Theme 2: Strategies to cope with the limitation

People with functional limitations regularly face challenges while interacting with the environment, and they develop and use coping strategies to better navigate such interactions. Some strategies include making use of other senses if one is impaired. For example, people with hearing impairments stated that they may look at others to be informed of an emergency. A person who was blind said that he regularly used sounds and smells to orient himself. In the uncertain event of an evacuation however, many participants stated that they may have an ability to ‘push through’ or go beyond their normal abilities in order to evacuate. This could for example mean that a person in a wheelchair may decide to try to crawl down a staircase, or that a person who experiences pain in walking longer distances could do so if it was urgently necessary. It is however important to recognize that ‘pushing through’ is not always possible and may in some cases lead to serious adverse effects.

Theme 3: Uncertainty of evacuation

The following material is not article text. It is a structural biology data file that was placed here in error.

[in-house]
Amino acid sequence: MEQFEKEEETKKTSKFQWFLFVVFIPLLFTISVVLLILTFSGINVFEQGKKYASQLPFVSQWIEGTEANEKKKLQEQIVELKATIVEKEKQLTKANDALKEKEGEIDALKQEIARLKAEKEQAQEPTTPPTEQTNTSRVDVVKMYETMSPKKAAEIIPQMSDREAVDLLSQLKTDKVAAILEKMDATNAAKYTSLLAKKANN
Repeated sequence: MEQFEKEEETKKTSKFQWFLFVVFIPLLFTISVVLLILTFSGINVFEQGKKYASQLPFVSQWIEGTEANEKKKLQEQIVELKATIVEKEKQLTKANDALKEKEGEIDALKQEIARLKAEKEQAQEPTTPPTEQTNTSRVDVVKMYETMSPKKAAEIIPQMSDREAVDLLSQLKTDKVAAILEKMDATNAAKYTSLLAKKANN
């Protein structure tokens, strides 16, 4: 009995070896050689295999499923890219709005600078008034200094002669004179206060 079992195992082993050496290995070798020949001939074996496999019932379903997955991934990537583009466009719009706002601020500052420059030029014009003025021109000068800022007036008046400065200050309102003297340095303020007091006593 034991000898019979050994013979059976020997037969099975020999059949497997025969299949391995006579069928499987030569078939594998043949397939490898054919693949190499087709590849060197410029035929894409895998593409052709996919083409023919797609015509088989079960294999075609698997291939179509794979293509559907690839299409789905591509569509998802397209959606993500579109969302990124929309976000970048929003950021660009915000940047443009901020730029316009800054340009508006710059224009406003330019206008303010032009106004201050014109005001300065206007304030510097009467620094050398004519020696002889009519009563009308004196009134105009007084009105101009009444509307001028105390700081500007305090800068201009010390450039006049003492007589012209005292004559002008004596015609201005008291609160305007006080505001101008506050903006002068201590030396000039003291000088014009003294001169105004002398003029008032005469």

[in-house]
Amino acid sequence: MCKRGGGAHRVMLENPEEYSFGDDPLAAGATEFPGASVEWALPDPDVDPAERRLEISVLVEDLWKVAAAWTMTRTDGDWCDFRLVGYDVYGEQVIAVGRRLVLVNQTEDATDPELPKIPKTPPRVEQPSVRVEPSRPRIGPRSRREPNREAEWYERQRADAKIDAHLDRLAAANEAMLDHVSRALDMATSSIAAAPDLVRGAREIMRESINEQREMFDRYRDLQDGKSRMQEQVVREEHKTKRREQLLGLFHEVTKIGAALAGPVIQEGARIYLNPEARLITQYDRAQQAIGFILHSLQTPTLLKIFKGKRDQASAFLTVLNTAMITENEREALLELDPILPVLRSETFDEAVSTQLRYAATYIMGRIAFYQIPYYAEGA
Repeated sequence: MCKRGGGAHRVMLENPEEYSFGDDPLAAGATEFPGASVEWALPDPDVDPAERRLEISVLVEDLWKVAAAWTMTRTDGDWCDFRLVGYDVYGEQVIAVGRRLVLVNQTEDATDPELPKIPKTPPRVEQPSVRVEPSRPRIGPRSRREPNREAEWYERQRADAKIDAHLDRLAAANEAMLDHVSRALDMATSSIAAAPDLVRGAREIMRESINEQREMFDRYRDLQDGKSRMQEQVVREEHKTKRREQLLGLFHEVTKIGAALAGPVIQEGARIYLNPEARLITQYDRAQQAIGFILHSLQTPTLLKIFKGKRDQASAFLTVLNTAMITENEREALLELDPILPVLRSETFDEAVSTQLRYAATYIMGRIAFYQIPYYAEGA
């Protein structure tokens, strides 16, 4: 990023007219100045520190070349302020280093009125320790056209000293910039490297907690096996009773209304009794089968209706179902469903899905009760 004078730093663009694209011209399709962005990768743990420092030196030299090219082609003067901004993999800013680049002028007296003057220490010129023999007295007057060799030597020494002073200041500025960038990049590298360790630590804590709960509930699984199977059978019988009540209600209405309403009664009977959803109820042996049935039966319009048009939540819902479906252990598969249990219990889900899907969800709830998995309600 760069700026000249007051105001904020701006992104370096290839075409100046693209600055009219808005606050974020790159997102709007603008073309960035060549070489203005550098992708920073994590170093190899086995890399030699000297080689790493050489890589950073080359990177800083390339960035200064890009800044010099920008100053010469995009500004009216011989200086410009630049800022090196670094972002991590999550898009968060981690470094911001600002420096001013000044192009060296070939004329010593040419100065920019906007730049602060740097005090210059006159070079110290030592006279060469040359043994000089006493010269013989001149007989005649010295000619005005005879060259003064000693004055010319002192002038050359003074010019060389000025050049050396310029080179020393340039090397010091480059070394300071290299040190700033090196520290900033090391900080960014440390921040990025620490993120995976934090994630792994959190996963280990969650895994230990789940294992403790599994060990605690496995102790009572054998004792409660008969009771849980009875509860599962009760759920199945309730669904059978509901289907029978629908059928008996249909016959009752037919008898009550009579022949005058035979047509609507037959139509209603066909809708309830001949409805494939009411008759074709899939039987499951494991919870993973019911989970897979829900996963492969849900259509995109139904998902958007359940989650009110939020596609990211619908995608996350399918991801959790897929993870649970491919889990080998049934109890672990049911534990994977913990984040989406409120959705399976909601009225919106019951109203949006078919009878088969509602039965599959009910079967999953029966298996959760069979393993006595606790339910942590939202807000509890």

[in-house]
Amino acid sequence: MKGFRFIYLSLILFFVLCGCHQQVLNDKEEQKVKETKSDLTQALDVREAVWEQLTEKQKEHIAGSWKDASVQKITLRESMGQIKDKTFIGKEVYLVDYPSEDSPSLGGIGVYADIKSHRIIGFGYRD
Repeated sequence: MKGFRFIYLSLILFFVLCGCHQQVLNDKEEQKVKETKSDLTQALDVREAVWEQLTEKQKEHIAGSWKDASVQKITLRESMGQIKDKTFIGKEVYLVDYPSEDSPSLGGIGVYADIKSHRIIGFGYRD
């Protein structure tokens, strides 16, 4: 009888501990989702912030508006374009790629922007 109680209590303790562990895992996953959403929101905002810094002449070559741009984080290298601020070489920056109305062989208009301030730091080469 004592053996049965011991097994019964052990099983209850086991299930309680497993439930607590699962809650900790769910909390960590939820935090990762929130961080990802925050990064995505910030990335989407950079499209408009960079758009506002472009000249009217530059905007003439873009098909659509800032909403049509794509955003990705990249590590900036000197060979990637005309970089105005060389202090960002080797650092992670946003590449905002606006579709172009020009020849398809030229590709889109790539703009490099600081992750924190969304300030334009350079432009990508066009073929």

Most participants had never experienced an evacuation, especially not at their current functional capacity. This of course leads to a lot of uncertainty for people with functional limitations regarding how an evacuation situation may look, possible reactions, and how others will react. Many participants stated that they did not worry about evacuation, stating that they were not the kind of person being worried in general. Despite this, many participants saw themselves as more vulnerable to fires due to their age and functional limitations. Nonetheless, many participants were uncertain whether or not people around them would provide assistance during an evacuation, and that it may be difficult for them to evacuate if needed.